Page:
1 September 1999
facilities not used for human occupancy. For additional guidance on the design of fabric
structures, see Tension Structures Behavior and Analysis by Leonard and refer to literature
available from the major manufacturers of structural fabrics and air-supported structures. Use
of fabric structures is subject to prior approval as set forth above except when they are used
as temporary enclosures.
13-6. GLASS FIBER REINFORCED CONCRETE, FIBER COMPOSITES AND REINFORCED
a. General. Although the use of glass fiber reinforced concrete (GRFC) is used in many
instances for building cladding, the use of other fiber composites and reinforced plastics has
been very limited with respect to building systems and components. These materials do offer
unique advantages because of their high strength-to-weight ratio, because of the ease with
which they can be molded into various shapes, and because of the excellent resistance they
provide against corrosion. Other properties such as creep, modulus of elasticity, coefficient of
thermal expansion, and long term resistance to weathering and other environmental effects,
however, may result in overall performance that does not measure up to the standards
associated with the commonly used materials described in the previous chapters of this report.
b. Glass Fiber Reinforced Concrete (GRFC). Glass Fiber Reinforced Concrete (GRFC)
consists of cement aggregate slurry reinforced throughout with alkali resistant glass fibers. In
building construction, GRFC is primarily used for architectural precast cladding. The cladding
has an appearance similar to precast concrete, except it is much lighter which can help to
reduce the cost of the building structural framing. GRFC is not used as a vertical load-bearing
component, although it can resist wind loads, and seismic inertial forces due to its own weight.
In addition to being lightweight, GRFC panels have high impact resistance and are non-
combustible. Information on use, design and construction of GFRC can be found in the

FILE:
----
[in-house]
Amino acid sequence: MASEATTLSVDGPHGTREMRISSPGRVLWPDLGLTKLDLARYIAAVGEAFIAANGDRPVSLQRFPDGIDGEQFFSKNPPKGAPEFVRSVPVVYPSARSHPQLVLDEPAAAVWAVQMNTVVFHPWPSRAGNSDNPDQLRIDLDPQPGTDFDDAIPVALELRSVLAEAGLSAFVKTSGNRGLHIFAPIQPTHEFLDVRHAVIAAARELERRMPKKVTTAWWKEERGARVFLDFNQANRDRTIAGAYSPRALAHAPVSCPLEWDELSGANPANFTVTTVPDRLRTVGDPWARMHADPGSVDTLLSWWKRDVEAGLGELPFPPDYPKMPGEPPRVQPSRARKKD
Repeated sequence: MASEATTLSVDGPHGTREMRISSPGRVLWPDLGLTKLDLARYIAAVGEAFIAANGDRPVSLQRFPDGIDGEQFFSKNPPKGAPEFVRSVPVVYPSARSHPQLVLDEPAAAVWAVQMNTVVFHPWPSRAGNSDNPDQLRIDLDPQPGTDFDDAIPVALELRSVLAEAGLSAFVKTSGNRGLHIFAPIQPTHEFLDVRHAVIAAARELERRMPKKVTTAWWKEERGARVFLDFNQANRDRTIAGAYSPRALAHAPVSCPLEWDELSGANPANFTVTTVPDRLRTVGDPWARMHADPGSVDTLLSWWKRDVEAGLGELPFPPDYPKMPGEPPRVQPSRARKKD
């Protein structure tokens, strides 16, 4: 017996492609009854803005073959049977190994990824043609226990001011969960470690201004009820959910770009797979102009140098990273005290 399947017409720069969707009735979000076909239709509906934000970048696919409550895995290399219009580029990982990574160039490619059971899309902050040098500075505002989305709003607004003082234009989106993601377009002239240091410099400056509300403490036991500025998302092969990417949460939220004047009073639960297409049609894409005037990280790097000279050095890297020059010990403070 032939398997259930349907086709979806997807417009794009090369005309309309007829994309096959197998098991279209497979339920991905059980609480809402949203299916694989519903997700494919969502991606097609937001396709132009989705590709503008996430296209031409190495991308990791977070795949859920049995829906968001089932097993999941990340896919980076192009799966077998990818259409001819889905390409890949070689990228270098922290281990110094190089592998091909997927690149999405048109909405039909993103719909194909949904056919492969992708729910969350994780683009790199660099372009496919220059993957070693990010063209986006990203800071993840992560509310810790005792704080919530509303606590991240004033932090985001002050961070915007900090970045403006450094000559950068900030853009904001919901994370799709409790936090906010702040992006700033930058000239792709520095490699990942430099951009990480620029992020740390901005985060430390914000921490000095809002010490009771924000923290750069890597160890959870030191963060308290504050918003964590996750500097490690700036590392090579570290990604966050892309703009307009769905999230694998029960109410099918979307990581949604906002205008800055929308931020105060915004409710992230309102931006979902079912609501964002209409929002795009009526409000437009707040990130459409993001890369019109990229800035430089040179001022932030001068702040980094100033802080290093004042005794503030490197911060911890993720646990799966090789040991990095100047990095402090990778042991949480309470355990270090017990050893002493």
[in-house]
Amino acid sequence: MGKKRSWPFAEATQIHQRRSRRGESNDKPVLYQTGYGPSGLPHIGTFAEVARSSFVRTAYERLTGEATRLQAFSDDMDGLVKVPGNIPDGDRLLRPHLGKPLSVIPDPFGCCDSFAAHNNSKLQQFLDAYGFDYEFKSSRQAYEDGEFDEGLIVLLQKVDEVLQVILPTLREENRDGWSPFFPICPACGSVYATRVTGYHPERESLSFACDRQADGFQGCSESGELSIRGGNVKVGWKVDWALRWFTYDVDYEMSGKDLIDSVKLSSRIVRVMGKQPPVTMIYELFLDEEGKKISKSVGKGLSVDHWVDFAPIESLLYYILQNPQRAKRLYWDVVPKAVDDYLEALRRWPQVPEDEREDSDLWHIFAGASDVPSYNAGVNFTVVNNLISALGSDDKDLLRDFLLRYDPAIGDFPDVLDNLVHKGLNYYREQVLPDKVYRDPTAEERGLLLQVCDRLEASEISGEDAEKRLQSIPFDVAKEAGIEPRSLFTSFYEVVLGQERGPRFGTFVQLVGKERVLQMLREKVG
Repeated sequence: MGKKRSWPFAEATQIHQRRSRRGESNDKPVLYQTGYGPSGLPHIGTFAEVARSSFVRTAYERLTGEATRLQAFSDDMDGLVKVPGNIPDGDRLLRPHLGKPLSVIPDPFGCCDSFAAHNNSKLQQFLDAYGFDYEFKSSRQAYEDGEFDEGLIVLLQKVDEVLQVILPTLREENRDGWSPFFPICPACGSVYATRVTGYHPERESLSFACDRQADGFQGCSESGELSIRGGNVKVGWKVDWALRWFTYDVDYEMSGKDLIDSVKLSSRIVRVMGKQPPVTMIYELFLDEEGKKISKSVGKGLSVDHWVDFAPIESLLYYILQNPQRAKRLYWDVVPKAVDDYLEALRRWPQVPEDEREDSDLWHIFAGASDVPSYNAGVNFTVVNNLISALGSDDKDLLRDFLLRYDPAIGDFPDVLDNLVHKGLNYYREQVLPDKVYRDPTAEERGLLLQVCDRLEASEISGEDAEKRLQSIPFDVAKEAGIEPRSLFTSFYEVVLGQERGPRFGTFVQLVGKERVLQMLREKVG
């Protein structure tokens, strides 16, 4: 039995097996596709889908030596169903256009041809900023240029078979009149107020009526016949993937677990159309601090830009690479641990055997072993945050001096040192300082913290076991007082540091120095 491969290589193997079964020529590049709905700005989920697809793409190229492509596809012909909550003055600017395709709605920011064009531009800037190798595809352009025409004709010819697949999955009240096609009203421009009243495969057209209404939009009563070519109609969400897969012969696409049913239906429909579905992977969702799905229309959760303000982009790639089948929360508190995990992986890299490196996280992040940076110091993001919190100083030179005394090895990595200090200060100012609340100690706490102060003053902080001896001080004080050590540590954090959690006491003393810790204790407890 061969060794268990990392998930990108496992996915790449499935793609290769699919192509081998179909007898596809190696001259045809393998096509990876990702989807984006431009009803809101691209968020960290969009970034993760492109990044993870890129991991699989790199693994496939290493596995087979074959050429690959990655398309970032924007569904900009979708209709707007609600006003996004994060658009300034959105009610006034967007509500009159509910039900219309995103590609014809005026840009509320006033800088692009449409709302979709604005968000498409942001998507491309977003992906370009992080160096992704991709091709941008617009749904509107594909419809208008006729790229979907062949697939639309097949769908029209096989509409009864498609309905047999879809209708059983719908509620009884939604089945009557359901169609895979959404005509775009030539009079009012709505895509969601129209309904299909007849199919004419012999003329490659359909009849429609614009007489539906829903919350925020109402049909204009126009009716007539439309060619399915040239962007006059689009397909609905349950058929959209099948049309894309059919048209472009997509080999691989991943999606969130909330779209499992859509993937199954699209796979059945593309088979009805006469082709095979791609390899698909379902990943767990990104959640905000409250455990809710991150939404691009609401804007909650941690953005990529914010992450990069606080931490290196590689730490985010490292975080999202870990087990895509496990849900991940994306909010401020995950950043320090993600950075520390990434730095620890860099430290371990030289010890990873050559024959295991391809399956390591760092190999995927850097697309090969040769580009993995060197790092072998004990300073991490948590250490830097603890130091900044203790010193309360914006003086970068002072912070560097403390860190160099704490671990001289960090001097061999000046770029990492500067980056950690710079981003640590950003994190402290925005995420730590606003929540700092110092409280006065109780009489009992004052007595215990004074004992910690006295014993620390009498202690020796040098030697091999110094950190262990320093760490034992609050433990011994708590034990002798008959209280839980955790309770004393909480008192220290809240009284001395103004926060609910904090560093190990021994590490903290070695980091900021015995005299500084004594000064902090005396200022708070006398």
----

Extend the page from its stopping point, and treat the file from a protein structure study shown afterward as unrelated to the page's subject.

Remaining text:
Prestressed Concrete Institute (PCI) Committee Report, "Recommended Practice for Glass
Fiber Reinforced Concrete Panels." When used, GFRC should be evaluated for its history of
performance under the types of climatic conditions to which the building will be exposed.
Climates with temperature extremes and with high rainfall and moisture conditions have in
some cases have caused deterioration of GRFC thereby effecting cladding serviceability.
c. Reinforced Plastics and Fiber Composites. Construction using fiber reinforced
plastic and fiber reinforced plastic composites is relatively new with respect to structural
applications. Glass fiber reinforced plastic (GFRP) bars can be used in concrete beams and
columns in order to prevent damage from the corrosive effects of salts, acids, and other
aggressive elements. The ultimate strength of GFRP bars is about twice that of reinforcing
steel, however the modulus of elasticity is only about 1/4 that of steel that could possibly cause
serviceability problems related to increased deflection. Glass fiber reinforced plastic (GFRP)
plates and fabric can be epoxy bonded to concrete or masonry to increase strength and
ductility. This shows great promise as a means for increasing the structural performance of
existing structural systems and components, especially where structural components lack the
strength and ductility to survive major earthquake ground motion demands. Information on
reinforced plastics and fiber composites can be found in the ACI Journal Technical, Paper,
Title No. 91-S34, "Fiber Composites for New and Existing Structures," May-June 1994.